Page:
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Hazardous Problem of ABB breakers as described and illustrated by the utility, Dominion Nuclear Connecticut to the US NRC on March 13, 2015: “DOMINION NUCLEAR CONNECTICUT. INC. MILLSTONE POWER STATION UNIT 3 10 CFR PART 21 REPORT OF BINDING IN ABB K-L CLOSE LATCHES (PART NUMBER 716610K01)”
[Note what looks like green patina on the defective one: https://en.wikipedia.org/wiki/Patina
The material doesn’t appear appropriate for something so important as a nuclear power station. It’s apparently supposed to be new, or almost new. So, why does it have the green patina? ]
Swedish Swiss ABB clearly has dangerous issues with quality assessment-quality control, at least as recently as last year.
From the Dominion Report:
“For this type of breaker, after opening, the closing spring charging motor runs to charge the closing springs and configure the breaker for the next closing demand. With a stuck or bound secondary close latch, the breaker would trip open on demand, the springs would recharge, and the breaker would reclose. If the trip signal was still present, the breaker would trip again and reclose again. This cycle would continue until the charging motor failed or the associated control power fuses blew. The safety significance of this condition is that circuit breakers credited to open and isolate failed components, protect electrical containment penetrations, prevent emergency diesel generator overloading, or perform other opening control functions, would not perform their intended safety function… The first defective secondary close latch was identified by DNC on January 12, 2015 during a circuit breaker overhaul. On February 24, 2015, DNC concluded that the defect could create a substantial safety hazard, as defined in 10 CFR Part 21, and the responsible company officers were notified. An initial notification of this defect in a basic component was provided to the NRC Operations Center on February 25, 2015 (Reference: Event Notification (EN) 50848).
A total of seven defective secondary close latches, Part No. 716610K01, were identified by DNC (one found during overhaul of a MPS3 K600 breaker and six identified in the warehouse). The seven defective secondary close latches were from Batch Nos. 0000150471 and 0000153854. These secondary close latches are used in ABB K-Line circuit breakers. At MPS3, K-Line circuit breakers are used to open and isolate failed components, protect electrical containment penetrations, prevent emergency diesel generator overloading, and perform other opening control functions.” http://www.nrc.gov/docs/ML1507/ML15079A398.pdf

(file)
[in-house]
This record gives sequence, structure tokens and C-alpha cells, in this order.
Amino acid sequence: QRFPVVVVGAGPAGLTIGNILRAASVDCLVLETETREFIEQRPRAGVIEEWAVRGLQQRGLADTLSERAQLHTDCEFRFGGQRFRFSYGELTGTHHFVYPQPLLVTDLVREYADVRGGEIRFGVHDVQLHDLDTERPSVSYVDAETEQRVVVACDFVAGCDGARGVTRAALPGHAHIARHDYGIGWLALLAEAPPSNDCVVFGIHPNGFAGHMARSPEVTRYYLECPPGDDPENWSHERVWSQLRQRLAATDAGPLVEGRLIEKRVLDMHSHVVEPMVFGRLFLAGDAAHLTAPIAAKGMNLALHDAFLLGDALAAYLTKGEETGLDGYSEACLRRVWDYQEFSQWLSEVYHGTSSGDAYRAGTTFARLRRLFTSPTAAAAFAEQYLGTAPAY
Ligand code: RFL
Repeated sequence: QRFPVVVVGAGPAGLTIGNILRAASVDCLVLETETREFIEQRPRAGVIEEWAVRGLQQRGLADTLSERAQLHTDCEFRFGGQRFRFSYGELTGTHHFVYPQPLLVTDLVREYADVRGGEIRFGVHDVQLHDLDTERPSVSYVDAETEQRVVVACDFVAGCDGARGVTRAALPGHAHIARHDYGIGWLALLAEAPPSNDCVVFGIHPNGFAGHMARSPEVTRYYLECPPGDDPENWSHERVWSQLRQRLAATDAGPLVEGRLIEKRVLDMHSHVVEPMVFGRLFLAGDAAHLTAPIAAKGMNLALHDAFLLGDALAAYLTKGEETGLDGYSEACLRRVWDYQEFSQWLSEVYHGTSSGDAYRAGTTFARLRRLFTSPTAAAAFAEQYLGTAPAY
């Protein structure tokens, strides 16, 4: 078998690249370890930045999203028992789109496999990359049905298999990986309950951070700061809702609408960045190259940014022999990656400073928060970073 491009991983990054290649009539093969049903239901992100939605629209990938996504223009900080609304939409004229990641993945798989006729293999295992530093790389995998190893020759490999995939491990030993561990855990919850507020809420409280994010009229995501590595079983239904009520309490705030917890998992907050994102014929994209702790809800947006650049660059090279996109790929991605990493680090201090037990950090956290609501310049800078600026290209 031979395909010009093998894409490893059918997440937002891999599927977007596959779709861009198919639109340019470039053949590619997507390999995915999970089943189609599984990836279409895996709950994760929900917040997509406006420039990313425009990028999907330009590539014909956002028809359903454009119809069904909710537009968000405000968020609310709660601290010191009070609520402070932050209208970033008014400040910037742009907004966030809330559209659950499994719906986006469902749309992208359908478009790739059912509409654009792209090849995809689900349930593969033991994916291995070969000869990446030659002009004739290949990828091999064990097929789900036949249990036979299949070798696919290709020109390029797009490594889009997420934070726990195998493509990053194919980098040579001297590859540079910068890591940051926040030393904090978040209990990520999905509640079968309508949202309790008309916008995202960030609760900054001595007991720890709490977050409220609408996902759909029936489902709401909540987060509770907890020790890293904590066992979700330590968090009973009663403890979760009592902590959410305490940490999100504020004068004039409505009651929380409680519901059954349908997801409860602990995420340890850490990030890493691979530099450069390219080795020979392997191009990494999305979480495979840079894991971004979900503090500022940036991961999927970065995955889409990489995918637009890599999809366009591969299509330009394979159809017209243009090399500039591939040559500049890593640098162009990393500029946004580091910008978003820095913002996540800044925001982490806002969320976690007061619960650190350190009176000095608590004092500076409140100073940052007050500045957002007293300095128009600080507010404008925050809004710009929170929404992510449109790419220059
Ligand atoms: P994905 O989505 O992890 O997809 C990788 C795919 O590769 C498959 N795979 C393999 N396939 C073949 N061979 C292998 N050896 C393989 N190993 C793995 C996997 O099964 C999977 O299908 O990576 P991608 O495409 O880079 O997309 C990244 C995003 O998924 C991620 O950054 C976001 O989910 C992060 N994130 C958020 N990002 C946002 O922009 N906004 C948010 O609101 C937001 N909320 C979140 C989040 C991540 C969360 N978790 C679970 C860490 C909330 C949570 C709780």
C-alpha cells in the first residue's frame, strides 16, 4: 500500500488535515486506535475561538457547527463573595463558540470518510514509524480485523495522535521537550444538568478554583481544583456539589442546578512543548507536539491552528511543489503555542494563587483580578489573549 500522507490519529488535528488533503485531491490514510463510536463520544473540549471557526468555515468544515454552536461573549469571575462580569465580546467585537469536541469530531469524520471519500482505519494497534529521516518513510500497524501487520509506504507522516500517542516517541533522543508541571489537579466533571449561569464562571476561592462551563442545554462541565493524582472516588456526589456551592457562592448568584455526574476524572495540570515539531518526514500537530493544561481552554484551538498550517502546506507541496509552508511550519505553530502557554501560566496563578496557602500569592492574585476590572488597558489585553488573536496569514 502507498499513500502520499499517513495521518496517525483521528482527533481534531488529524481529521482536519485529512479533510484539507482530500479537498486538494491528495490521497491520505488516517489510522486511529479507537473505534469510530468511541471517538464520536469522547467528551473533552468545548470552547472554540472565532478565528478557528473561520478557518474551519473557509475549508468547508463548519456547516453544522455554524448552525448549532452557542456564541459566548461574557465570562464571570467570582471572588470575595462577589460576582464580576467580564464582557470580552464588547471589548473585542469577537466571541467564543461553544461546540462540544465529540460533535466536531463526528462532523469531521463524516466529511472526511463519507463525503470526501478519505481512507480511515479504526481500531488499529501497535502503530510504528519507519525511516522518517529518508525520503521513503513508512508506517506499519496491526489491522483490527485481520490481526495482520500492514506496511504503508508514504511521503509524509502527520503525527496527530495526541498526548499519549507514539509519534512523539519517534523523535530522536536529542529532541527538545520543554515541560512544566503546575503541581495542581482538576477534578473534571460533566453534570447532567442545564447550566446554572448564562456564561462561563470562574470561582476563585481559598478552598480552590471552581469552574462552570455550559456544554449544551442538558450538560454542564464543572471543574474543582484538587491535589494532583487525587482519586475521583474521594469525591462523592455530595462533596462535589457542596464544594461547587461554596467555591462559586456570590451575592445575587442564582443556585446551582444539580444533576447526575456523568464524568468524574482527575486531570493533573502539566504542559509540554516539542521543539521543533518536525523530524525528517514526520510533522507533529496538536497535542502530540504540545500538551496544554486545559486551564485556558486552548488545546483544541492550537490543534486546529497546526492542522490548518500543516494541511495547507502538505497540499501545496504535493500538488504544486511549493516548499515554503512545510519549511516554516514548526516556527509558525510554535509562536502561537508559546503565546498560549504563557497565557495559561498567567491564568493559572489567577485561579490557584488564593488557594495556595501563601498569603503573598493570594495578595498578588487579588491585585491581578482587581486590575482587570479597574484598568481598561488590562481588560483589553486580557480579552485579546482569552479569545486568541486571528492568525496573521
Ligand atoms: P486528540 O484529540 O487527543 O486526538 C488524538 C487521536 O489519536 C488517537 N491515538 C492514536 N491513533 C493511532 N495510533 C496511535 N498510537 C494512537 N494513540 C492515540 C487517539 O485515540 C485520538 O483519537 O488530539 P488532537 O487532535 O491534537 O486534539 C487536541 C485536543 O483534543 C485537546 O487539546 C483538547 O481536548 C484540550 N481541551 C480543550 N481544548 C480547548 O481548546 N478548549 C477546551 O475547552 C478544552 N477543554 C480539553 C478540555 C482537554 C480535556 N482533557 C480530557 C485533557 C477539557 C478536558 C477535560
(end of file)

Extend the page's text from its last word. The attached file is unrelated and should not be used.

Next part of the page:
But, Look What ABB Concludes and How Different Their Images Are:
On June 1, 2015, ABB wrote: “This letter provides notification of a failure to comply with specifications associated with a secondary close latch, part number 716610K01… During installation of a primary close latch and subsequent bench testing at a nuclear utility, mechanical binding was observed between the primary and secondary close latches. This binding prevented the breaker from operating. […]
Based on our investigation and analysis, it has been determined that the failure mode reported is not intermittent in nature. Additionally, there have been no reported in-service field failures due to the oversized feature. Thus, a breaker that is currently operating in switchgear or on the test bench can be left in service with the installed latches.” http://www.nrc.gov/docs/ML1515/ML15155A579.pdf (And what if you need to operate the breaker? Isn’t that what it’s for? It’s worse than having the closure in a double door stick when it’s about to storm! Were defects acceptable when original Swiss Brown Boveri (BBC)-the BB in ABB- was making parts for Nazi submarines?)
Below the ABB pages see more examples of defective breakers constituting nuclear safety concerns, followed by the Dominion complaint document for the record. There are cover letters found at NRC links in both instances.
Yellow Highlight; Red Underline added to Original: http://www.nrc.gov/docs/ML1515/ML15155A579.pdf
Westinghouse had Issues with Stuck Latches and They were a Safety Problem. Why Does ABB Think It’s OK?